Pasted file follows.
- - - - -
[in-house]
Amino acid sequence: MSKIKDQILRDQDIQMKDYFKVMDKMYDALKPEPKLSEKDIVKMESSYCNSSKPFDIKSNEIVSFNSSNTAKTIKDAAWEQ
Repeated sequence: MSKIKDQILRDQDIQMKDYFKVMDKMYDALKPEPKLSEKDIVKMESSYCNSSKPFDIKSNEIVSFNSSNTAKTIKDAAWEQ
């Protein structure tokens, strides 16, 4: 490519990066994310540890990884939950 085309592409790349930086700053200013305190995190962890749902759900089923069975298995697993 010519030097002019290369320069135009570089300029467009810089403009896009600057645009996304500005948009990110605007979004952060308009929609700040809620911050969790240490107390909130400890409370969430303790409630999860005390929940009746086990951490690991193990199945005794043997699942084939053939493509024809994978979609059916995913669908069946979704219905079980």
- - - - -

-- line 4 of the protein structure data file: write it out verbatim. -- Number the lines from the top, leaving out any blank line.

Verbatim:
């Protein structure tokens, strides 16, 4: 490519990066994310540890990884939950 085309592409790349930086700053200013305190995190962890749902759900089923069975298995697993 010519030097002019290369320069135009570089300029467009810089403009896009600057645009996304500005948009990110605007979004952060308009929609700040809620911050969790240490107390909130400890409370969430303790409630999860005390929940009746086990951490690991193990199945005794043997699942084939053939493509024809994978979609059916995913669908069946979704219905079980």